A robust five-year study of 34 breed-to-wean farms by the team at the UMN Veterinary Population Department undertook the three-pronged challenge of estimating the prevalence and seasonality of SIV, investigating the correlation between the prevalence of SIV and weather, and studying the genetic diversity of the SIV on the farms over time.

The team found that the prevalence of influenza in herds over five years ranged from 7% to 57% with a median presence of 28%. Herd-level influenza occurrences followed a cyclical pattern with levels increasing during the fall, peaking in December and May, and subsiding in the summer. Researchers were able to correlate the prevalence of herd-level influenza with lower outdoor temperatures and low absolute humidity. The team’s research also showed that over time, there were genetically diverse influenza viruses co-circulating within the herd. (Frontiers in Veterinary Science, October 2017).

Building on Previous Influenza Research

A 2020 study by the University of Minnesota Veterinary College’s Dr. Jorge Garrido-Mantilla et al. evaluated if piglets put together with a nurse sow were more likely to be influenza A (SIA) positive and conversely, if a nurse sow could become infected when adopting a litter of positive piglets.

A common practice on pig farms is to use nurse sows to adopt piglets who fall behind and might otherwise die. Transmission of influenza virus from nurse sows to adopted pigs has been reported experimentally, however, until now, studies in actual production farms have not been conducted.

The study included a total of 184 sows in three breeding herds in Minnesota and Iowa. All three herds were positive for the swine influenza virus. The researchers collected oral swabs and udder wipes from the sows before the adopted pigs were placed with them, and after weaning. Oral swabs were collected from six piglets in each litter three times during the nursing period and at weaning.

Overall, this study showed that more sows were found positive at weaning compared to the beginning of the study when using oral swabs. However, no difference was found between the nurse sows and control sows. When looking at udder wipe samples, a higher proportion tested positive in the nurse group compared to the control group at the onset of the study. This difference was not found at the time of weaning. The udder wipe samples also tested positive by virus isolation, showing that nurse sows could serve as a mechanical means of transmission in addition to direct transmission from their own oro-nasal secretions. This study indicates that nurse sows can contribute to the transmission and perpetuation of influenza infections in pigs prior to weaning, particularly during the first week after adoption.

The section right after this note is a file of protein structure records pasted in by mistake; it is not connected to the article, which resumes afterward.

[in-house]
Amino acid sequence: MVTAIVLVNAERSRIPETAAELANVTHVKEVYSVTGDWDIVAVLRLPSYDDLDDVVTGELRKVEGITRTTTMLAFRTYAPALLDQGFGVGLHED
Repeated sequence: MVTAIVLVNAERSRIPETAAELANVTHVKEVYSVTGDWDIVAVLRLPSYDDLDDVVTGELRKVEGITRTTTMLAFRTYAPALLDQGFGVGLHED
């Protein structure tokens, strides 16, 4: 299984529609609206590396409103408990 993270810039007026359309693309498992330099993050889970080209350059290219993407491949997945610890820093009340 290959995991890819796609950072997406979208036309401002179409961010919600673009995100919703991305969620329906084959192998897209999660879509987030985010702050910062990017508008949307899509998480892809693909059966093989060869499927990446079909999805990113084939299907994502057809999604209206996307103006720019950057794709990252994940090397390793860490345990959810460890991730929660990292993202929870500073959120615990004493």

Protect People and Pigs

Although influenza is not a federally reportable or regulated swine disease, the USDA Animal and Plant Health Inspection Service (APHIS) in conjunction with the American Association of Swine Veterinarians (AASV) and National Pork Board have collaborated on the establishment of a national swine influenza virus surveillance program. Veterinarians can submit nasal fluid, oral swabs or lung tissue to a local lab to be evaluated. In Minnesota, the UMN Veterinary Diagnostic Lab on the St. Paul campus is the surveillance site. Information gathered there can help determine the presence of or changes in influenza virus on pig farms.

Because flu viruses can be transmitted between pigs and people, guidelines are in place for pig handlers and farm team members. As always, biosecurity is important to prevent the spread of influenza from pigs to people and from workers to pigs. Wearing personal protective equipment like gloves and masks that cover nose and mouth can reduce the transfer of flu virus. Workers should not eat, drink or put anything in their mouth in pig areas. Also important is hand-washing often with soap and running water before and after working with pigs. If soap and water is not available, an alcohol-based hand rub is recommended. Pig barn employees with flu-like illness should stay home for at least 24 hours after the fever ends.

The National Pork Board and the US Center for Disease Control recommend that people who work with pigs get a seasonal flu vaccination. Vaccinations are the most valuable tool for preventing flu transmission. Annual vaccination will prevent the spread of the flu between people and from people to pigs.

Flu season is here; Make sure that you, your family, and your pigs are protected against the disease.

Diane DeWitte, Extension Educator-Swine, University of Minnesota Extension